The "haiku" is a Japanese poetry form which is expected to have a strong visual imagery and to follow a strict 5-7-5 syllable count in its three lines. Numerical syllable counts do not, however, easily translate into English. Here for example, is a translation (by R H Blyth) of a well-known haiku by Basho.
The old pond--
a frog jumps in,
the sound of water.
Other translations of this and others of Basho's haiku are available online.
Kaz Maslanka, a computer engineer and consultant, an artist and poet, uses mathematical operations and symbols in his poetry; he has a blog about a variety of types of symbolic poetry that offers introductions to several other writers as well. In Maslanka's blog we find his interpretation of the pond-frog haiku by Basho:
Here, too, is Maslanka's "Sacrifice and Bliss" (also collected in the anthology, Strange Attractors):
Poet Bob Grumman has developed a visual poetry series invoving mathematical symbols-- drawing from the Japanese haiku, they are called mathemaku. Grumman also has an interpretation of Basho's pond-frog Haiku:
Gregory St. Thomasino is editor of the postmodern online journal E-ratio ; in addition, St Thomasino is a poet and blogger; therein he presents his characterization of "mathematical" poetry and offers several brief samples, among them, a first type, "mutually inverse operations":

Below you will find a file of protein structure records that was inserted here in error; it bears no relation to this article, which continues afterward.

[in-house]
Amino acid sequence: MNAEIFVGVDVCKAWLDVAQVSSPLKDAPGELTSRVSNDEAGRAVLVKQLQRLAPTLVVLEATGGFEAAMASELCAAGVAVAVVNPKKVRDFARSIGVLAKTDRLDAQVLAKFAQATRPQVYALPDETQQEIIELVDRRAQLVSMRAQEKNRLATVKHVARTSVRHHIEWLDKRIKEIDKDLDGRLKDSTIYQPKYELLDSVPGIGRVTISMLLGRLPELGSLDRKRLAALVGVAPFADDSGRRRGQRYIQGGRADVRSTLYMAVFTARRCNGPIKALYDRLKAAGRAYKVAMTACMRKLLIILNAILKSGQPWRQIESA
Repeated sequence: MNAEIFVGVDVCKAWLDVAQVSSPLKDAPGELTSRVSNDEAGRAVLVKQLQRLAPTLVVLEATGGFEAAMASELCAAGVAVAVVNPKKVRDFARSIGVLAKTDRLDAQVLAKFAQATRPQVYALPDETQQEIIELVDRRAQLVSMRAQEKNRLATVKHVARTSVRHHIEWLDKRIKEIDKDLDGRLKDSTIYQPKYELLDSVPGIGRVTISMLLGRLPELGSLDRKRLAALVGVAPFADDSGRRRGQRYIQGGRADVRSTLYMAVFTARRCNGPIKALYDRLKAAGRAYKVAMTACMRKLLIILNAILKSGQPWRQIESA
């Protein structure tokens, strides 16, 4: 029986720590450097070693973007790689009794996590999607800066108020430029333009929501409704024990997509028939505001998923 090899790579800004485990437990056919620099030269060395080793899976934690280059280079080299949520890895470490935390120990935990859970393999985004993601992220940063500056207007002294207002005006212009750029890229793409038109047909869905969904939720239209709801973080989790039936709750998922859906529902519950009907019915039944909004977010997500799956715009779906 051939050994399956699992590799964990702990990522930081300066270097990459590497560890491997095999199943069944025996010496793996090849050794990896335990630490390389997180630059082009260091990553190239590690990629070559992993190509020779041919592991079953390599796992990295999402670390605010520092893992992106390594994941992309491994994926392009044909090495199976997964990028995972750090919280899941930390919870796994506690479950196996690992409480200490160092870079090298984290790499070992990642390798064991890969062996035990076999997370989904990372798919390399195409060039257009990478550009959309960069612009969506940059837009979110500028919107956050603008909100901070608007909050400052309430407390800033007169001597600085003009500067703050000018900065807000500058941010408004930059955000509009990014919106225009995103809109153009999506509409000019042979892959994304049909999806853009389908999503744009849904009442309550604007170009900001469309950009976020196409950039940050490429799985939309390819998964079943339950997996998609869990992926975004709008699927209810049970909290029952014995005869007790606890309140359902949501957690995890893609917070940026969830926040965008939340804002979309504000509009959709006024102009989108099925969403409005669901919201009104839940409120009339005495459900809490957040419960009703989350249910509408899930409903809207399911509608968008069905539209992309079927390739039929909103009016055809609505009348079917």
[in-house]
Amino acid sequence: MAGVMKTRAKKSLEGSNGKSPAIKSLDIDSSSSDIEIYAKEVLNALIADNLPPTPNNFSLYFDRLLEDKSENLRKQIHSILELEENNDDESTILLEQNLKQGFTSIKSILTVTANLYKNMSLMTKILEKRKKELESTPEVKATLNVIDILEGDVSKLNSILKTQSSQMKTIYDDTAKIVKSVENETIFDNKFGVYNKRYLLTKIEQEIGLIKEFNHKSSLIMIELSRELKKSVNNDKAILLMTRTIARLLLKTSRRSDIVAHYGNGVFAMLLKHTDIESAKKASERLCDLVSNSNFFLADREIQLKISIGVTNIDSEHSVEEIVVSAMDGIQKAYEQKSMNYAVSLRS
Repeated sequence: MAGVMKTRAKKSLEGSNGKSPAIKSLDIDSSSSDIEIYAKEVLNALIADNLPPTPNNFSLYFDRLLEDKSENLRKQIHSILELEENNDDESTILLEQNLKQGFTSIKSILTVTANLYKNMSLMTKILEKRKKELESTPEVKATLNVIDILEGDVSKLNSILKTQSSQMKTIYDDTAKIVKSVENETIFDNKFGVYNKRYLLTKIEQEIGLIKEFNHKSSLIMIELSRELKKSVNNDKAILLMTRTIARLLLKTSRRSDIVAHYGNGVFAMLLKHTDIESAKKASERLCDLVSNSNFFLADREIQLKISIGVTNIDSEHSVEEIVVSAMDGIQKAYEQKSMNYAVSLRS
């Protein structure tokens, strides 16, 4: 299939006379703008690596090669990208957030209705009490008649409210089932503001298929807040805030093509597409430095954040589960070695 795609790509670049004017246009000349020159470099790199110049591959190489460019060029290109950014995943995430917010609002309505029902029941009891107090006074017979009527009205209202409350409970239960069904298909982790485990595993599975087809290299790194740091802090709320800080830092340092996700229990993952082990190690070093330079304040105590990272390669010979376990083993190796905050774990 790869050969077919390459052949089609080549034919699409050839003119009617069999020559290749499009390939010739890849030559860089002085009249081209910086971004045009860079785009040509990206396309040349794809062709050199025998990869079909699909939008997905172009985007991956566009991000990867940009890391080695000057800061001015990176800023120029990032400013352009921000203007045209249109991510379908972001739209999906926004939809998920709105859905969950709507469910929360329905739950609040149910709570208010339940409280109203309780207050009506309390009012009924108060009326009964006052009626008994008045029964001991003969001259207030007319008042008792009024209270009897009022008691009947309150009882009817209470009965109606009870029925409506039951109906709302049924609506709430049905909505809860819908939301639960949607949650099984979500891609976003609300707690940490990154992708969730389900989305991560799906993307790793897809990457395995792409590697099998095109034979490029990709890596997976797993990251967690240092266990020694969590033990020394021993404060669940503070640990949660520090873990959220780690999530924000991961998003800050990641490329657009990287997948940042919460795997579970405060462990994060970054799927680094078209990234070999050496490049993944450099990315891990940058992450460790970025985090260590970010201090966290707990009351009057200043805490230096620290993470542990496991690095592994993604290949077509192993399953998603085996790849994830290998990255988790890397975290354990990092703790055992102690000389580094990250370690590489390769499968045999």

Change + purse = church.
kite + propeller = wing.
to + to = too.
am = be + I
and a second type called a "transversal poem":
multiculturalism ≠ ethnocentricity
government ≠ media
determinism ≠ character and motive
creationism ≠ evolution
St. Thomasino develops the ideas behind his designations in several "mathematical poetry" blog postings, one, two, and three.
A link that connects today's poets--Grumman, Maslanka, and St Thomasino -- to me (and to others of the math-poetry sort) -- is a math-art-poetry project at the Bowery Poetry Club that is being directed by the club's artist-in-residence mathematician-artist-poet John Sims.